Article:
Celebrating Thanksgiving In The Hospital
By Carol Flett |
Posted 8:58 am on November 24, 2010
We celebrated our Canadian Thanksgiving from inside a hospital this year. It was probably the most meaningful Thanksgiving we have ever had.
When I was told that my husband would be stuck in a hospital until long past Thanksgiving this year, it saddened us as a family. Thanksgiving was always a big day for us. We would plan it well in advance, deciding who would host the meal and who would bring what. The day would be a real festive celebration, and the key figure in that celebration and the one who would enjoy it the most was always my husband.
As head of the family, Bruce always relished these family times. He was so proud of his family, and so thankful for every one of them including our two wonderful son-in-laws and all five grandchildren. He felt the disappointment keenly when any of his children couldn't be with him on this special day.
But it looked like this year he would miss it all: no sitting at the head of the table with his beautiful family all around him; no delicious turkey dinner with all the trimmings prepared just the way he liked it with loving hands; no sitting in the middle of a room filled with happy song; and no reminiscing with the family about all the good things the Lord had done throughout the year. The prospect of his Thanksgiving this year looked gloomy.
But that is not what happened. His family loved him too much for that. None of us could have enjoyed the family meal knowing he was alone eating hospital food.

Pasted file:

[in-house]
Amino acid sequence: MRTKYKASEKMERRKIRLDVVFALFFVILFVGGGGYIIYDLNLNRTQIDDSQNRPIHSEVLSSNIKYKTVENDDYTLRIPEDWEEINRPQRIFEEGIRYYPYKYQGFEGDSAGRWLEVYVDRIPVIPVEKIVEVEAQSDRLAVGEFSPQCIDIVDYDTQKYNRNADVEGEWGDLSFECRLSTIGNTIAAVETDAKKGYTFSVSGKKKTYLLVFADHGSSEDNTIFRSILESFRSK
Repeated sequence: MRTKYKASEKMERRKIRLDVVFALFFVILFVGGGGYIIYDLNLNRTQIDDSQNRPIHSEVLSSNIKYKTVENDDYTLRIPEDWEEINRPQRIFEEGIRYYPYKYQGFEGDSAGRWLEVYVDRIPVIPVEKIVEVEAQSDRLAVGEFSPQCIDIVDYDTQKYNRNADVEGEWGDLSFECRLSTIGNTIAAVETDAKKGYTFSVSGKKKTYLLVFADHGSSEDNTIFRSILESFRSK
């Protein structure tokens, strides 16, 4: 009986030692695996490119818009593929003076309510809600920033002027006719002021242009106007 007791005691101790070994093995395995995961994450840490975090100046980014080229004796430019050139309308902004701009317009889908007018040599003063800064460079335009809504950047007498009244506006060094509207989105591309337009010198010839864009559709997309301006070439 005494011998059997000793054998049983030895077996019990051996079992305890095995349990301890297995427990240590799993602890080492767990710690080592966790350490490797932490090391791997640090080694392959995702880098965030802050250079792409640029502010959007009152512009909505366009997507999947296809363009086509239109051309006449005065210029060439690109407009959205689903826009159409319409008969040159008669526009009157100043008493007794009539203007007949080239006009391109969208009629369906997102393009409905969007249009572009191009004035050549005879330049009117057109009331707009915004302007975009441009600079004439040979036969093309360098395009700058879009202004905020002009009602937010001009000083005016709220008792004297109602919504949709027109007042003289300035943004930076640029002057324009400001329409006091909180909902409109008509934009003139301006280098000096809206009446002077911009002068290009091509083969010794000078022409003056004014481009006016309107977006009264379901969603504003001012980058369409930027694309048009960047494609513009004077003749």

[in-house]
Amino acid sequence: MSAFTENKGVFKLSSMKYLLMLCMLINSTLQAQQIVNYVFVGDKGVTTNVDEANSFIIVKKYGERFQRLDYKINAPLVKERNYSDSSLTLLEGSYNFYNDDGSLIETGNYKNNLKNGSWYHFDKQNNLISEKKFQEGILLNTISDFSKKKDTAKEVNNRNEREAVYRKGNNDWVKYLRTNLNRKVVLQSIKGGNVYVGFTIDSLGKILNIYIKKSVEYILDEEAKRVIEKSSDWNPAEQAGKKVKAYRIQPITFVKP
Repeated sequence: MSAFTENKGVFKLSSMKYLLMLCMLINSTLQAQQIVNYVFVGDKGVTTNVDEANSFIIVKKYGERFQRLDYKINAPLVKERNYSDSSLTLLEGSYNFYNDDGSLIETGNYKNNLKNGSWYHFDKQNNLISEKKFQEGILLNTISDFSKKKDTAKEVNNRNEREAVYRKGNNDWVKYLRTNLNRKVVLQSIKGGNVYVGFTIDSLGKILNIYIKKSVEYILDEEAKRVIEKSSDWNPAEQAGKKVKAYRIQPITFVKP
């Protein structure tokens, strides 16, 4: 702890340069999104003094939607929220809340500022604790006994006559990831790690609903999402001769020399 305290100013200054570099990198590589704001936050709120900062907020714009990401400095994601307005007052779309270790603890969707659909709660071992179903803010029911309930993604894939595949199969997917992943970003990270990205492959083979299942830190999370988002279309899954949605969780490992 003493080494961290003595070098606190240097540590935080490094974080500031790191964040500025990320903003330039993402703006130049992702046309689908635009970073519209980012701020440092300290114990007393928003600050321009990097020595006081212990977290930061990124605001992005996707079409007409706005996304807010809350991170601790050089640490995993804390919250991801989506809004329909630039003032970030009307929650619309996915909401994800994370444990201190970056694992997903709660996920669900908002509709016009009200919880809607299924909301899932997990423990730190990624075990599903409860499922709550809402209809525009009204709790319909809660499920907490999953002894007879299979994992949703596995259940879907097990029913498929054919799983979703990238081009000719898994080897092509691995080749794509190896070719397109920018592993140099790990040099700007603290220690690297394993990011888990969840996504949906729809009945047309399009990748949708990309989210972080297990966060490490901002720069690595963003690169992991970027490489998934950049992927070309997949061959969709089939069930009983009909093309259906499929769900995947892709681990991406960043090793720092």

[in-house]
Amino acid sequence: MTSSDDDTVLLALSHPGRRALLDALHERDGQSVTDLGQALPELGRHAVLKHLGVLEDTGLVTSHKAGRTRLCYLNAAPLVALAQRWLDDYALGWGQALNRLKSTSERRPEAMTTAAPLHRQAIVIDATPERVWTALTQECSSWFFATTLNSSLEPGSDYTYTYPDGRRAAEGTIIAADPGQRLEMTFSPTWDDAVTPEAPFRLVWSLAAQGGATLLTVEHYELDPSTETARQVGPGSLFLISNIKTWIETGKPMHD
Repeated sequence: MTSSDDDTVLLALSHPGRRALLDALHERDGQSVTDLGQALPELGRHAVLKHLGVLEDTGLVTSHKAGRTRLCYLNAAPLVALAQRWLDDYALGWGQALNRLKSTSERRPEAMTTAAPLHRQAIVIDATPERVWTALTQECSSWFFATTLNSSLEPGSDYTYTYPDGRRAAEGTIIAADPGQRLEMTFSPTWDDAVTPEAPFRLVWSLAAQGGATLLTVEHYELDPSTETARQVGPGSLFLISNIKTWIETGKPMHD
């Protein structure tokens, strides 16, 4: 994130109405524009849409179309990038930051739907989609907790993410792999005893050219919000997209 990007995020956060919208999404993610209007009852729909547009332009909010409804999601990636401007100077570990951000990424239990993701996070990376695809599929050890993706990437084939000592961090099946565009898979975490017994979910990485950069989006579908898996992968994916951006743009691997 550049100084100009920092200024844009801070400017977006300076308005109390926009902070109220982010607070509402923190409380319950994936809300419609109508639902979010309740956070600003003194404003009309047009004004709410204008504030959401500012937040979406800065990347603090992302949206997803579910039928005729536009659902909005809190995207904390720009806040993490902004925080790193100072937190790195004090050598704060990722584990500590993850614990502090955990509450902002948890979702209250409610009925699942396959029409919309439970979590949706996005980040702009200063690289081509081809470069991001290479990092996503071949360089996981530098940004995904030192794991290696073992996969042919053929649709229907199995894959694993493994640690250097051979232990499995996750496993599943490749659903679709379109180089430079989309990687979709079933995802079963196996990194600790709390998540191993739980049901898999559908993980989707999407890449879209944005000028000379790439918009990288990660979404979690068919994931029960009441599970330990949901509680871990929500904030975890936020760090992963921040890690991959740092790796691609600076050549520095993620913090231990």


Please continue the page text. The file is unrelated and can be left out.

It was my daughter Susy who made the suggestion. "Why don't we see if there is a room in the hospital where we can bring the food and eat it all together right here?" It sounded fa- fetched, but I said I would check. And that's how it came about that we wound up having our Thanksgiving in the hospital.
Everyone prepared their part of the meal at home, and then brought it and set it up while the nurse cleaned up Bruce. I brought him down when everything was ready. My husband ate a big meal that day, including a double portion of pumpkin pie.
After the meal we took him back to his room, and brought in the instruments. We sang and played around his bedside for a while and then we all gave a word of thanks for the Lord's blessings before we parted in prayer.
Although I hope it never has to happen again, I will always look back on this year's celebration as being the closest our family has ever come to really understanding the meaning of Thanksgiving.
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